- Remember that it’s only adding to their stress and confusion if you pile on more insults. You DO NOT have to agree with what your spouse is saying. You DO have to choose the best way to have a conversation with your child. Be honest, and open.
- Example: your ex tells your child that you’ve been cheating on him or her, which you know is not true.
- Think about ways to acknowledge the truth (you did not cheat) without putting down your ex. As angry as hearing a lie being told to your child might make you, focus on how to honestly explain the truth to your child without insulting your spouse in the process.
Example 2: A spouse is being verbally or physically abusive or aggressive with your child.
- DO your absolute best to remove your child as quickly as possible from the toxic environment.
- In the meantime, or if this is not possible immediately, remember that as difficult as this is for you to witness, it’s extremely difficult for your child.
- Seek out resources for your child—counseling, support groups, and videos, books, or pamphlets are a good start for building up your toolbox to help your child, while also helping you to find resources that they might want to try, too.
- For reference, see these:
DON’T—speak negatively of your spouse in response to a child’s pain and suffering in dealing with their parent. Remember, this is someone you might deeply dislike, or maybe even hate, but that is not the same experience your child is having. Your child is torn between two (possibly more, if friends and family members have “taken sides”) people who he or she loves and believes are his or her caretakers. For this reason, it is imperative you do not lie about, say cruel things, or wish ill upon your ex-spouse. Save those for your counselor, attorney, or therapist.
DO—provide your child with as much love and kindness as possible throughout this process. Remind him or her that they are the priority, that no matter how the divorce plays you, you support and love them. Spend your time with them doing enjoyable activities, asking about their days, and cultivating your relationship with them. Make them feel safe, protected, and comfortable.
DON’T—use love as leverage against your child. If your child misses your spouse, acknowledge that sadness. Don’t take it personally.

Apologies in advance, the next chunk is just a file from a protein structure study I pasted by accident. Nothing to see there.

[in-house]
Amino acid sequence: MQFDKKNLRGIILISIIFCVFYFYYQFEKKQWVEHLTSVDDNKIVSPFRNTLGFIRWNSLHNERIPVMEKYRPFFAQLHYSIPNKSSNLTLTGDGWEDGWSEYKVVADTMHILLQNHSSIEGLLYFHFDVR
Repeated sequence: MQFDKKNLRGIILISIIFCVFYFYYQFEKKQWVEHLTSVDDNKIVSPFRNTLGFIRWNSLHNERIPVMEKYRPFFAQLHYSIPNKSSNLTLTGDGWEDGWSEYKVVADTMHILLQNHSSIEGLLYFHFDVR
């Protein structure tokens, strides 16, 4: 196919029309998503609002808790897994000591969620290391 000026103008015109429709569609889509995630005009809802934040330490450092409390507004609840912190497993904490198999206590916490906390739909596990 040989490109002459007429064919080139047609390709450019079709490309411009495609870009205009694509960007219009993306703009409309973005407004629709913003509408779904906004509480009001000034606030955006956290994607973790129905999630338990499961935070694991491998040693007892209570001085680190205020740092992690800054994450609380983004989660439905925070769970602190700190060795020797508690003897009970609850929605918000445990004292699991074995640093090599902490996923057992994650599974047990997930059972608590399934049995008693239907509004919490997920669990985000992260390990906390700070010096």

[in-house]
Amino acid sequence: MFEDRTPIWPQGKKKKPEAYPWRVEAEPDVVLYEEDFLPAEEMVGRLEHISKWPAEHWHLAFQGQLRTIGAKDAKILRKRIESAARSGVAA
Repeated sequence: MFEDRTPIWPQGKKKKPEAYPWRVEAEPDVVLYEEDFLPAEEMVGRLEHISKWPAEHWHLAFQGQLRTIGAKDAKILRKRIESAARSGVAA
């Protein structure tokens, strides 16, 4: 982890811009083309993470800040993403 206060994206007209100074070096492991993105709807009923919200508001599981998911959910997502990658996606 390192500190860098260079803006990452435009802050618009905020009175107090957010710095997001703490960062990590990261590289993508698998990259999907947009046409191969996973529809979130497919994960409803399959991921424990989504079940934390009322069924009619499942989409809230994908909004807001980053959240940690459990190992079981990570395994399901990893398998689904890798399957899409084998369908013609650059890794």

DON’T make statements like:
- Obviously, you love (other parent) more than me.
- If you loved me, you would want to spend more time with me.
- You don’t love me as much as (other parent).
- Maybe you’d spend more time with me if I was like (other parent).
This will do nothing but confuse your child and get you responses from your children that will either:
- make you feel better about yourself at the cost of your child’s wellbeing
- push your child to take sides he or she does not want to take
- make your child feel that love must be earned or is conditional
Or all of the above. Don’t push your child to take sides. She or he does not want to take them, will feel the need to lie to make you feel better, or will feel more polarized. The time you spend with your child or children is your time to spend with them, not to hash out your own issues with your ex. Think about how you really want to spend time with your child—do you really want to spend it comparing yourself to your ex?
We hope some of these DOs and DONTs will be helpful for you while going through this difficult process. It is our aim to help you in supporting yourself and your children in a positive and constructive way. No one is perfect, and you might slip into some of these DONTs as tensions rise and tempers flare. This doesn’t make you a bad person, it makes you human. Keep this guide as a reference, remembering that your highest aim is NOT to be a perfect parent, but to be a supportive and loving one.